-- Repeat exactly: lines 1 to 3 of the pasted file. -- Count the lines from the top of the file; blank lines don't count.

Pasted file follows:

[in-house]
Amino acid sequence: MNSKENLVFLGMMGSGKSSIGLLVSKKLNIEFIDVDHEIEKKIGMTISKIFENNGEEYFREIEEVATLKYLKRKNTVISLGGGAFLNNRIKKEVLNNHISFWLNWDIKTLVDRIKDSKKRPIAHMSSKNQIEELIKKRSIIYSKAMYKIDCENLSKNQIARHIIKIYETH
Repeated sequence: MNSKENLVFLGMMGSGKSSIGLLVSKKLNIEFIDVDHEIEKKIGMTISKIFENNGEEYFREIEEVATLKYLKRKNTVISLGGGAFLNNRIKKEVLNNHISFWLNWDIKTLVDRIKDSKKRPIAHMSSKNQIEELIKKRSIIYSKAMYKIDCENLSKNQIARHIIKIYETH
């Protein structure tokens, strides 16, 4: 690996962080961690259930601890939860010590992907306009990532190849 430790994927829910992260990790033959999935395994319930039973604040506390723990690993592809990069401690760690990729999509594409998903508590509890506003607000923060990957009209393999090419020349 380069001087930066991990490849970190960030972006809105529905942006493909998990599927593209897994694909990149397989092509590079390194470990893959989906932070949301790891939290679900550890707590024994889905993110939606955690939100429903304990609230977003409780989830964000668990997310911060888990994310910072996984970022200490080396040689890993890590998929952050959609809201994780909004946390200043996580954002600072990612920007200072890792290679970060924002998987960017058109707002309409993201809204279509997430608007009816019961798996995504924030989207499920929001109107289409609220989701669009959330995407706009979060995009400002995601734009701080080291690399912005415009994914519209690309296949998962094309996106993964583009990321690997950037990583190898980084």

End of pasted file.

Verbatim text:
[in-house]
Amino acid sequence: MNSKENLVFLGMMGSGKSSIGLLVSKKLNIEFIDVDHEIEKKIGMTISKIFENNGEEYFREIEEVATLKYLKRKNTVISLGGGAFLNNRIKKEVLNNHISFWLNWDIKTLVDRIKDSKKRPIAHMSSKNQIEELIKKRSIIYSKAMYKIDCENLSKNQIARHIIKIYETH
Repeated sequence: MNSKENLVFLGMMGSGKSSIGLLVSKKLNIEFIDVDHEIEKKIGMTISKIFENNGEEYFREIEEVATLKYLKRKNTVISLGGGAFLNNRIKKEVLNNHISFWLNWDIKTLVDRIKDSKKRPIAHMSSKNQIEELIKKRSIIYSKAMYKIDCENLSKNQIARHIIKIYETH